Both Title VII and the ADEA make it unlawful to retaliate against an employee who has engaged in protected activity. "To state a claim for retaliation in violation of Title VII, a plaintiff must plead facts that would tend to show that: (1) she participated in a protected activity known to the defendant; (2) the defendant took an employment action disadvantaging her; and (3) there exists a causal connection between the protected activity and the adverse action." Patane, 508 F.3d at 115 (citingFeingold v. New York, 366 F.3d 138, 156 (2d Cir. 2004));Wanamaker v. Columbian Rope Co., 108 F.3d 462, 465 (2d Cir. 1997) ("We approach [plaintiffs] age-based retaliatory discharge claim in the same way as retaliation claims under Title VII. . . ."). "Generally, the ADEA, like Title VII, protects individuals from actions injurious to current employment or the ability to secure future employment." Id. at 466 (emphasis in original).
The plaintiff asserts that his personnel records indicate a pattern and practice of retaliation. (Am. Compl. at 5.) Yet it is unclear what he intends to claim as an adverse action: the failure to interview him, or negative comments placed in his personnel record while an employee of the DOL in 2001. (Am. Compl. at 2, 5-7.) Plaintiff also contends that his personnel records were tampered by the DOL "in direct proportion to each attempt that I have made," and cites to a 2001 incident in which he complained about being assaulted by a DOL manager. (Opp. Mem. at 23.) The Amended Complaint is similarly unclear as to what actions constitute a protected activity. He asserts that he has been retaliated against due to his participation in investigations by the DOL's Office of the Inspector General and its discrimination unit. (Am. Compl. at 5.) His submissions might also be read as asserting that the plaintiff was being retaliated against because of his lawsuit against the DOL, or perhaps because of the unproductive course of settlement negotiations in his prior litigation with the DOL. (Opp. Mem. at 20-22.)
The plaintiffs opposition papers on the present motion do not clarify his position. The plaintiff asserts that on February 3, 2006, he called the chambers of Magistrate Judge Peck and communicated certain "concerns" to a secretary about his discussions with opposing counsel. (Opp. Mem. at 20-22.) That afternoon, he spoke to opposing counsel in his then-pending litigation, who stated that it was the DOL's position that it had done nothing wrong. (Opp. Mem. at 21.) The plaintiff and the DOL discussed settlement issues, but it appeared that the parties were at an impasse. (Opp. Mem. at 21.) On February 15, 2006, the plaintiff visited the DOL's offices on Hudson Street, where, he claims, he was told that interviews for the inspector's position were proceeding. (Opp. Mem. at 21.) He indicates that the decision not to interview him was an act of retaliation. (Am. Compl. at 2; Opp. Mem. at 21.) Plaintiff further asserts that certain records pertaining to his previous employment with the DOL had been shredded, including a June 22, 2001 document with the notation "wnr," which the plaintiff indicates stood for "would not re-hire." (Opp. Mem. at 21.)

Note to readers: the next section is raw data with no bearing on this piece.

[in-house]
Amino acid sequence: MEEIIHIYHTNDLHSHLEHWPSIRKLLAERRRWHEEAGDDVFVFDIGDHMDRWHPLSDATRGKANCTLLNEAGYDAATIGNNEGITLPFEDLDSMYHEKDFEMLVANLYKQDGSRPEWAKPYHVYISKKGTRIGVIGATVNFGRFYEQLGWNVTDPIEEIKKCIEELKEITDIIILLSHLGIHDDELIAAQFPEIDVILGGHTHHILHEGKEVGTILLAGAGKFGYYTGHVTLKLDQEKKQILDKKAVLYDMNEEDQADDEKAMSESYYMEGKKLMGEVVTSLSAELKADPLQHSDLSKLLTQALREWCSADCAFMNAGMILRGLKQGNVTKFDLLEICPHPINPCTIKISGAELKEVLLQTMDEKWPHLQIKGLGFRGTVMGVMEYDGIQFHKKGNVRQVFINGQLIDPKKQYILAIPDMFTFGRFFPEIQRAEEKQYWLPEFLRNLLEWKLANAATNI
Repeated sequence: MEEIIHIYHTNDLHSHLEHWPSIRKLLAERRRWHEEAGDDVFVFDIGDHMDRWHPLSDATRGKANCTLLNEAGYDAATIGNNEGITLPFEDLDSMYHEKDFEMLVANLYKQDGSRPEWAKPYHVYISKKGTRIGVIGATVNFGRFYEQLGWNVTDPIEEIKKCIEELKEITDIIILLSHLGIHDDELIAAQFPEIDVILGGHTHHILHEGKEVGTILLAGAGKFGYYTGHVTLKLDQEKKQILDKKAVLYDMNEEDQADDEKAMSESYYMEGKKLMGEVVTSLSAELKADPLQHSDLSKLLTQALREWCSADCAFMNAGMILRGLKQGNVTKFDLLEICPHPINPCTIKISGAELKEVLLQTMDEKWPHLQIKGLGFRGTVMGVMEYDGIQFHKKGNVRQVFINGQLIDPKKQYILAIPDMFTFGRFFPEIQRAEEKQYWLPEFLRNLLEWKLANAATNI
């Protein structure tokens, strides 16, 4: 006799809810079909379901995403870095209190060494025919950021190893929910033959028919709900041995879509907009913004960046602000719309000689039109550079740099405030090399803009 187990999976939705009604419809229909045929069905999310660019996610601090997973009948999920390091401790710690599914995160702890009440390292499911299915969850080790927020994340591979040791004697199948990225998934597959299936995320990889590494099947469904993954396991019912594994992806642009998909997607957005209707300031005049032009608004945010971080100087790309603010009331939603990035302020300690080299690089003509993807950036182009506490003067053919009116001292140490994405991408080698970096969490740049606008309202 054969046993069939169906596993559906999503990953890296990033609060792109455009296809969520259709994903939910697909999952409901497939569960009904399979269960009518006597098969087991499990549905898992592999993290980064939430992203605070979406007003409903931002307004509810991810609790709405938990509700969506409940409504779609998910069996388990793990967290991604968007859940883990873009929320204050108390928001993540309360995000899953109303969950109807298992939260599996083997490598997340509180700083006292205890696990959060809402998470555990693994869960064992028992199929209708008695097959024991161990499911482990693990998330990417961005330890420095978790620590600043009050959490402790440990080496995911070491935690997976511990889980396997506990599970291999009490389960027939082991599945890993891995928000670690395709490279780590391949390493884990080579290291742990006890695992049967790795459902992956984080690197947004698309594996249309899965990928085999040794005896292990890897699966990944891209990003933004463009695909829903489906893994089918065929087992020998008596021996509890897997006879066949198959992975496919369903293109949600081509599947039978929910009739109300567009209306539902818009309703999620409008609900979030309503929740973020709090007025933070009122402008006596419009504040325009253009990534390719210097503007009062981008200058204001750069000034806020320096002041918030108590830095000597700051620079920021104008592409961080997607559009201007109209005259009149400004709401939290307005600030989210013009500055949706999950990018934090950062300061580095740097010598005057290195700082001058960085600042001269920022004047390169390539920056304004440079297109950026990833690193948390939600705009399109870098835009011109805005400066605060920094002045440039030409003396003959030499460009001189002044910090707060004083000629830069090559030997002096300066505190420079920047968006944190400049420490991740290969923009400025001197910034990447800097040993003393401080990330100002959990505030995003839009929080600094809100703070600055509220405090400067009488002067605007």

The plaintiff has not set forth a cognizable retaliation claim. As Chief Judge Wood noted in the order, a complaint fails to satisfy Rule 8 if it is "so confused, ambiguous, vague or otherwise unintelligible that its true substance, if any, is well disguised." Salahuddin v. Cuomo, 861 F.2d 40, 42 (2d Cir. 1988). Generously construing the Amended Complaint and plaintiff's opposition materials, it appears that the plaintiffs strongest claim for retaliation would be that, in retaliation for maintaining his 2002 litigation against the DOL, the DOL refused to permit plaintiff to participate in interviews for a position of labor standards investigator. An employer's decision to "blacklist" a former employee may be an adverse action for the purposes of stating a retaliation claim. Wanamaker, 108 F.3d at 466.
Construing the Amended Complaint as making this assertion, the causal connection between the protected activity (commencement of a 2002 lawsuit) and the alleged act of retaliation (refusal to interview the plaintiff for a job position of which he was notified) is remote. A plaintiff may assert causal connection through allegations of retaliatory animus, or else by circumstantial evidence, such as close temporal proximity between the protected activity and the retaliatory action. See, e.g.,Summer v. U.S. Postal Service, 899 F.2d 203, 209 (2d Cir. 2009). The Amended Complaint does neither: It contains no allegation of direct retaliatory animus, and as to circumstantial evidence, a gap of more than one year between protected activity and retaliatory action is generally insufficient. See, e.g., Myrick v. New York City Employees Retirement System, 2002 WL 868469, at *7 (S.D.N.Y. May 3, 2002) (Lynch, J.) (temporal proximity may support an inference of causation at the Rule 12 stage), aff'd, 56 Fed. Appx. 70 (2d Cir.), cert. denied, 540 U.S. 912 (2003); Nicastro v. Runyon, 60 F. Supp. 2d 181,185 (S.D.N.Y. 1999) (retaliation claims "routinely dismissed" when as few as three months lapse between the protected activity and retaliatory conduct); Castro v. Local 1199 Nat'l Health Human Services Employees Union, 964 F. Supp. 719, 729 (S.D.N.Y. 1997) (a one-year time gap is too long to support an inference of causal connection).
Moreover, the Amended Complaint contains no allegation that the decision makers responsible for filling the position of labor standards investigator were aware that the plaintiff had filed a lawsuit against the DOL or aware of any activities cited in the Amended Complaint that may be construed as allegedly protected.
The plaintiffs retaliation claim is dismissed.
III. Dismissal With Prejudice is Warranted.
A plaintiff who is granted leave to cure pleading deficiencies but fails to do so can be subject to dismissal without leave to replead. Denny v. Barber, 576 F.2d 465, 471 (2d Cir. 1978); Ellis v. Guarino, 2004 WL 1879834, at *13-14 (S.D.N.Y. Aug. 24, 2004).
Chief Judge Wood's order carefully walked through the plaintiffs initial complaint, identified the flaws and omissions contained therein, and set forth specific issues to be repleaded in an amended filing. While the plaintiff did come forth with additional details as to the dates and locations of certain incidents and the identities of certain individuals, the Amended Complaint did not, as noted, address several key points raised in Chief Judge Wood's order. Dismissal with prejudice is warranted in this case.
The motion to dismiss is GRANTED.
The Clerk is directed to enter judgment in favor of the defendant.